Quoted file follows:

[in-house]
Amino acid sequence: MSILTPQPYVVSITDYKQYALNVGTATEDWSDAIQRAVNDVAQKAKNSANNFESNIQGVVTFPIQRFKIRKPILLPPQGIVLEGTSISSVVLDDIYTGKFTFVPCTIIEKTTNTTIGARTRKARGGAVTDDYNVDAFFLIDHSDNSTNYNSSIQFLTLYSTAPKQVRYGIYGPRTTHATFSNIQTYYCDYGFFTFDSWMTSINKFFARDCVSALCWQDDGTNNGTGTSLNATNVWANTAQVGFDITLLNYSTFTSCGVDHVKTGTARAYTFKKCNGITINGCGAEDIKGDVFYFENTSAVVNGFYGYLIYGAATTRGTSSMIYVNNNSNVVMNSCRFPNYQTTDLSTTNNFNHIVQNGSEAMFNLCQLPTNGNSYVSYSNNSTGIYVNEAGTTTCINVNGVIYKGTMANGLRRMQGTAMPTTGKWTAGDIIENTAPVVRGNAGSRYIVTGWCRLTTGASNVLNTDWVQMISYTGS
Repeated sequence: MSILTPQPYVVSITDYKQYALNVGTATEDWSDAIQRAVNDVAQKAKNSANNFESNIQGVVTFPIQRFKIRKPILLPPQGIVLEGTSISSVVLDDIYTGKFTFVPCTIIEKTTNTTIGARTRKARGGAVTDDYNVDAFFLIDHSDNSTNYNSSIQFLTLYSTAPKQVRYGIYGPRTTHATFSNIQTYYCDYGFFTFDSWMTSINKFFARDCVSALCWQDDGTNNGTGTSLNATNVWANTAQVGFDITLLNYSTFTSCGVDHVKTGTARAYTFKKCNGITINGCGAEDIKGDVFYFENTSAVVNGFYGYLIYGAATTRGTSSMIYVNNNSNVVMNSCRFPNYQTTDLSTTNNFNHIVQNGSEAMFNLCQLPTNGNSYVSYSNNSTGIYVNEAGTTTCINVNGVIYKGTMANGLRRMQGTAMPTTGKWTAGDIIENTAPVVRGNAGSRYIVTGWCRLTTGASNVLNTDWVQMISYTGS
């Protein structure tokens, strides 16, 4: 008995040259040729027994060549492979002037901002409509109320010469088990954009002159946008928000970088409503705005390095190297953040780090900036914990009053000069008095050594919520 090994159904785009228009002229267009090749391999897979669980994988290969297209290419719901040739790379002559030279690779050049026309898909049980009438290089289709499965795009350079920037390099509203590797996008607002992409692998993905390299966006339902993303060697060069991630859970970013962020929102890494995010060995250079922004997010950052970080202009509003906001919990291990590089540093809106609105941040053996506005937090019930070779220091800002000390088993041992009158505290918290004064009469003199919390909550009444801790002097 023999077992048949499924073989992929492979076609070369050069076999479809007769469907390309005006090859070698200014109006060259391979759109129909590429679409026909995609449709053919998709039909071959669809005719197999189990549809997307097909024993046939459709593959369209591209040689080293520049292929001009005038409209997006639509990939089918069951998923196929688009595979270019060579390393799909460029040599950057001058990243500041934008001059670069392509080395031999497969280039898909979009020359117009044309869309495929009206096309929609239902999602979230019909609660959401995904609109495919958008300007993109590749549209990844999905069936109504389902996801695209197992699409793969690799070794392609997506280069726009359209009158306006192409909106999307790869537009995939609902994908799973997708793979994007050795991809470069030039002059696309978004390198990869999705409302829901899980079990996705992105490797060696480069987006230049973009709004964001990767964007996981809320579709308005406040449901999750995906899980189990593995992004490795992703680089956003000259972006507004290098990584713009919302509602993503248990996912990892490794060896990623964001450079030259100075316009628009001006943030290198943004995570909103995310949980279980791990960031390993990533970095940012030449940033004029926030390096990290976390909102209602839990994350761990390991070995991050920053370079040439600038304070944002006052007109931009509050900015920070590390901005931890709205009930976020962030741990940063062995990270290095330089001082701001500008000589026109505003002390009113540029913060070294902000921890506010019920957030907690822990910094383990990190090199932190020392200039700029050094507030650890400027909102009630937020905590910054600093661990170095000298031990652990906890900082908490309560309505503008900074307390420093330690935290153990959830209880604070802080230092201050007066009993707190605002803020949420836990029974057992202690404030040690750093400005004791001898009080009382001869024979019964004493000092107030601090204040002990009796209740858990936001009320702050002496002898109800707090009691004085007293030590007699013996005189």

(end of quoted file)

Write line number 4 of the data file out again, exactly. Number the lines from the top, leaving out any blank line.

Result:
């Protein structure tokens, strides 16, 4: 008995040259040729027994060549492979002037901002409509109320010469088990954009002159946008928000970088409503705005390095190297953040780090900036914990009053000069008095050594919520 090994159904785009228009002229267009090749391999897979669980994988290969297209290419719901040739790379002559030279690779050049026309898909049980009438290089289709499965795009350079920037390099509203590797996008607002992409692998993905390299966006339902993303060697060069991630859970970013962020929102890494995010060995250079922004997010950052970080202009509003906001919990291990590089540093809106609105941040053996506005937090019930070779220091800002000390088993041992009158505290918290004064009469003199919390909550009444801790002097 023999077992048949499924073989992929492979076609070369050069076999479809007769469907390309005006090859070698200014109006060259391979759109129909590429679409026909995609449709053919998709039909071959669809005719197999189990549809997307097909024993046939459709593959369209591209040689080293520049292929001009005038409209997006639509990939089918069951998923196929688009595979270019060579390393799909460029040599950057001058990243500041934008001059670069392509080395031999497969280039898909979009020359117009044309869309495929009206096309929609239902999602979230019909609660959401995904609109495919958008300007993109590749549209990844999905069936109504389902996801695209197992699409793969690799070794392609997506280069726009359209009158306006192409909106999307790869537009995939609902994908799973997708793979994007050795991809470069030039002059696309978004390198990869999705409302829901899980079990996705992105490797060696480069987006230049973009709004964001990767964007996981809320579709308005406040449901999750995906899980189990593995992004490795992703680089956003000259972006507004290098990584713009919302509602993503248990996912990892490794060896990623964001450079030259100075316009628009001006943030290198943004995570909103995310949980279980791990960031390993990533970095940012030449940033004029926030390096990290976390909102209602839990994350761990390991070995991050920053370079040439600038304070944002006052007109931009509050900015920070590390901005931890709205009930976020962030741990940063062995990270290095330089001082701001500008000589026109505003002390009113540029913060070294902000921890506010019920957030907690822990910094383990990190090199932190020392200039700029050094507030650890400027909102009630937020905590910054600093661990170095000298031990652990906890900082908490309560309505503008900074307390420093330690935290153990959830209880604070802080230092201050007066009993707190605002803020949420836990029974057992202690404030040690750093400005004791001898009080009382001869024979019964004493000092107030601090204040002990009796209740858990936001009320702050002496002898109800707090009691004085007293030590007699013996005189």